In an unusual move, back in August 2014, Google surprised many by confirming a new search engine ranking factor.
They announced, via their blog, that they will be rewarding websites that make use of HTTPS encryption (SSL) with increased exposure in the search engines.
As a result, almost a quarter of webmasters are already making plans to switch to encrypted domains, according to a recent poll conducted by Moz.
Domains that make use of HTTPS encryption help to keep the exchange of data between the website and its visitors secure from prying eyes.
It has long been considered an absolute must with any online shopping venues, as well as other websites and online services that handle potentially sensitive information such as contact details and login passwords.
Google’s representatives have stated, that although the ranking signal for websites using SSL encryption is rather minor, it does place a significant emphasis on the importance of security.
Google themselves have also made clear that the recent change will impact less than one percent of all search queries around the world, but this does not mean that webmasters should dismiss it as trivial.
Many SEOs have been anxious to make the switch to HTTPS, in spite of Google stating over the years that will not negatively impact their standing in the search results.
However, it is also important that webmasters take the proper actions to ensure that they can take advantage of the changes.
The Benefits of HTTPS for Search
A little boost in the search engine results is not the only plus-point that comes with HTTPS.
It also benefits both your website and its visitors directly by offering enhanced security and less vulnerability to hackers who try to steal personal or financial information sent between your website and its visitors.
The following are some of the key benefits of HTTPS with regards to search engine optimisation:
- Although the influence on your search engine rankings will remain small, Google has confirmed that it is now a factor.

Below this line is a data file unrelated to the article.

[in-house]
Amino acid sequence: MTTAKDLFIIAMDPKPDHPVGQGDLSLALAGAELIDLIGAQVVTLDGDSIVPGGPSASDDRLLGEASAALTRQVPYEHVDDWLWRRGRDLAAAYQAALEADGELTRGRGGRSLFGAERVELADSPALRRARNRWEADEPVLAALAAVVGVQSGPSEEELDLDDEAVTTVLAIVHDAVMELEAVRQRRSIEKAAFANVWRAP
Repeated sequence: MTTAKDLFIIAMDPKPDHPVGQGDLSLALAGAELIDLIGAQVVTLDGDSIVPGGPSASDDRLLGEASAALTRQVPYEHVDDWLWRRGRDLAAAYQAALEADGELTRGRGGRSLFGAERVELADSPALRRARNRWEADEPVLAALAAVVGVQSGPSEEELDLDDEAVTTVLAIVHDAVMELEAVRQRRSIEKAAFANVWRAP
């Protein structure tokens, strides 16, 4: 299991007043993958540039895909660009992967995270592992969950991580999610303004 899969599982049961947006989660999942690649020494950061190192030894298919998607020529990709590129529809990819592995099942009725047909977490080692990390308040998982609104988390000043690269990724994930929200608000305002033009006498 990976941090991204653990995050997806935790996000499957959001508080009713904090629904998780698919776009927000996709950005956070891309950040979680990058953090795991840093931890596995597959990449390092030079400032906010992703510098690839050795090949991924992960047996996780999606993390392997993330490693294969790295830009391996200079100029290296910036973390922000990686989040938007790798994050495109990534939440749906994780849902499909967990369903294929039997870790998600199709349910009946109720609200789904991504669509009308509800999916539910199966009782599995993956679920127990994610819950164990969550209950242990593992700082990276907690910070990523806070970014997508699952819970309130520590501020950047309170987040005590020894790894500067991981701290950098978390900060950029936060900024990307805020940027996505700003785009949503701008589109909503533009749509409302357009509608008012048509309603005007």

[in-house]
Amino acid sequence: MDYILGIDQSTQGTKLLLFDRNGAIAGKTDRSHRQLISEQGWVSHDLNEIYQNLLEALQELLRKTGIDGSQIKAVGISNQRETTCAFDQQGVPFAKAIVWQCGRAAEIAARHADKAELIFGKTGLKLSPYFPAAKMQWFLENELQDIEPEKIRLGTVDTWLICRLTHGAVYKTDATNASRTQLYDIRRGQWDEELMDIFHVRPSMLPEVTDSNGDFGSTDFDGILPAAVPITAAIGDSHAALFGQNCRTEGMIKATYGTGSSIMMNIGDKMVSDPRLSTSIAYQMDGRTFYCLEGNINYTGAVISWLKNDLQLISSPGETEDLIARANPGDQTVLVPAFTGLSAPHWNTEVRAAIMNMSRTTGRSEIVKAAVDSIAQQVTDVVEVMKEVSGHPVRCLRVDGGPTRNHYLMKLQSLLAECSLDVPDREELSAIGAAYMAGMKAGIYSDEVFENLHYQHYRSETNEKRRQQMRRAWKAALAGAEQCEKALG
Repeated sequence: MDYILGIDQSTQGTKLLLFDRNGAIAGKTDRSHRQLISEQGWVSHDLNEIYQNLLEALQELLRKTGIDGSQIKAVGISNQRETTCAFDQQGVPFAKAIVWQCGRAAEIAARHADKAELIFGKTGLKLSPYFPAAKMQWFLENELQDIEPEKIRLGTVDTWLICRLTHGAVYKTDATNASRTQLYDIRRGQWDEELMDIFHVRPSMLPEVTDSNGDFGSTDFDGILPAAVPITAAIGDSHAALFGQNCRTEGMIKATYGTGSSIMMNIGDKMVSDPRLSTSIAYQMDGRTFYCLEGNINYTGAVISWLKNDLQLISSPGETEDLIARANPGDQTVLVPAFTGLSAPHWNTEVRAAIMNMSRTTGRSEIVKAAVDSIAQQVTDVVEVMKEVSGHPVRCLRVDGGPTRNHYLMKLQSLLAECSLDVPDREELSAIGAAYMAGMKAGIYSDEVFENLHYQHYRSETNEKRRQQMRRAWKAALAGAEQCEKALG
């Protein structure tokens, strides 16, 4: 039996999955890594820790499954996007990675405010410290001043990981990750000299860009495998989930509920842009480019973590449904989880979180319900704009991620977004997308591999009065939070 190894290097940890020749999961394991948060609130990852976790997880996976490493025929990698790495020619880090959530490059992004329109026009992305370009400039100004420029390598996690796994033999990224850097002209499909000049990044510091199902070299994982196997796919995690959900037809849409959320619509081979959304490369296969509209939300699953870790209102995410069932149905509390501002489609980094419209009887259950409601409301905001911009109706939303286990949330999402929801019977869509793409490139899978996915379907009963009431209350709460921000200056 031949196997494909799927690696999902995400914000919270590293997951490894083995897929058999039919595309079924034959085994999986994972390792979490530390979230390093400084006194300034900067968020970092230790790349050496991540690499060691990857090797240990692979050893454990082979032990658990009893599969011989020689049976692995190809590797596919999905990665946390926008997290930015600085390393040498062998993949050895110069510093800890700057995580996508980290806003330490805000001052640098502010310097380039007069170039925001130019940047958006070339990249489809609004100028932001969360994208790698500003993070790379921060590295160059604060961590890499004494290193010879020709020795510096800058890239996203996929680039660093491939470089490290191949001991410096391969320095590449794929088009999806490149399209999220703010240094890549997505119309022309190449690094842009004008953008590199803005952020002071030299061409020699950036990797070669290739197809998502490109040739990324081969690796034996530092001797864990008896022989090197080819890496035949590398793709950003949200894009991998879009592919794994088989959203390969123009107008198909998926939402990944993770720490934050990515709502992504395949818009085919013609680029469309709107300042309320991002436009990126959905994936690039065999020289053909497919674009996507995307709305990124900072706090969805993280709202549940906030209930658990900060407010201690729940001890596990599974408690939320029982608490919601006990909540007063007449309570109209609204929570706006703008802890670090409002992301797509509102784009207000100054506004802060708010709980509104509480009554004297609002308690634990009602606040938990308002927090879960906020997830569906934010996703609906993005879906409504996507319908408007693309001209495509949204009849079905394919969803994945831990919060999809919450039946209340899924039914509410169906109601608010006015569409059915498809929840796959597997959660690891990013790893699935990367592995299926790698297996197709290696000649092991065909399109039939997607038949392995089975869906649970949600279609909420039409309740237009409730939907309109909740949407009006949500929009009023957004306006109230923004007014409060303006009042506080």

- With HTTPS, you’ll get more data from referrals, since with traffic passing from either a secured or unsecured website to a secure website, all referral information is preserved, and this factor becomes ever more important as more sites switch over to SSL.
- Since HTTPS prevents third-party connections such as those used by man-in-the-middle attacks, your website will be more secure to visitors, regardless of whether it uses password-protected accounts and information.
Best Practices for Switching to HTTPS
Making the move over to HTTPS can seem daunting, but it will benefit your business in the longer term provided that you work on overcoming the challenges involved.
There are a number of factors that can easily be overlooked, such as the blocking of important URLs in your robots.txt file by accident, or the possible HTTPS errors causing web browsers bars to display warnings that may scare visitors away from your website.
Do you need SSL?
The internet is definitely heading that way; HTTPS (SSL) is becoming more and more prominent across the web as Google looks to do their bit to help tighten internet security.
Eventually, Google plan to start alerting users of their browser, Chrome, when a site is not SSL secured.
Imagine the scenario… your everyday web user loads your website, only to be presented with a scary looking splash-page created by Google, warning them that your site may not be secure – complete with scary terminology such as “SSL” and “HTTPS”. With this in mind, it’s probably best to start planning ahead.
First and foremost, any website that is dealing with sensitive information such as credit card numbers, address details etc, needs to be using SSL already.
But going forward, even simple static sites, such as personal blogs, may want to invest in getting their site HTTPS secure to avoid possible dips in traffic and high bounce rates.
What SSL Certificate to choose?
Adding an SSL certificate is not as complicated as it once was, and there options for every type of website.
The type of SSL cert your website needs totally depends on what type of website you have.
A small personal website, that does not collect any user data, would be best suited to a “domain validated” SSL certificate. Any kind of business website or online shop would greatly benefit an “extended validation” SSL.
There are many things to consider when switching to HTTPS. But ultimately it’s for the greater good, and it makes sense to make your changes before Google makes theirs!
Besides, a more secure website means happier, more confident visitors, as well as increased search engine exposure.
Have you moved your website to HTTPS recently? How did your find the process? We’d love to hear from you. As always, if you have any questions at all please drop us a message below.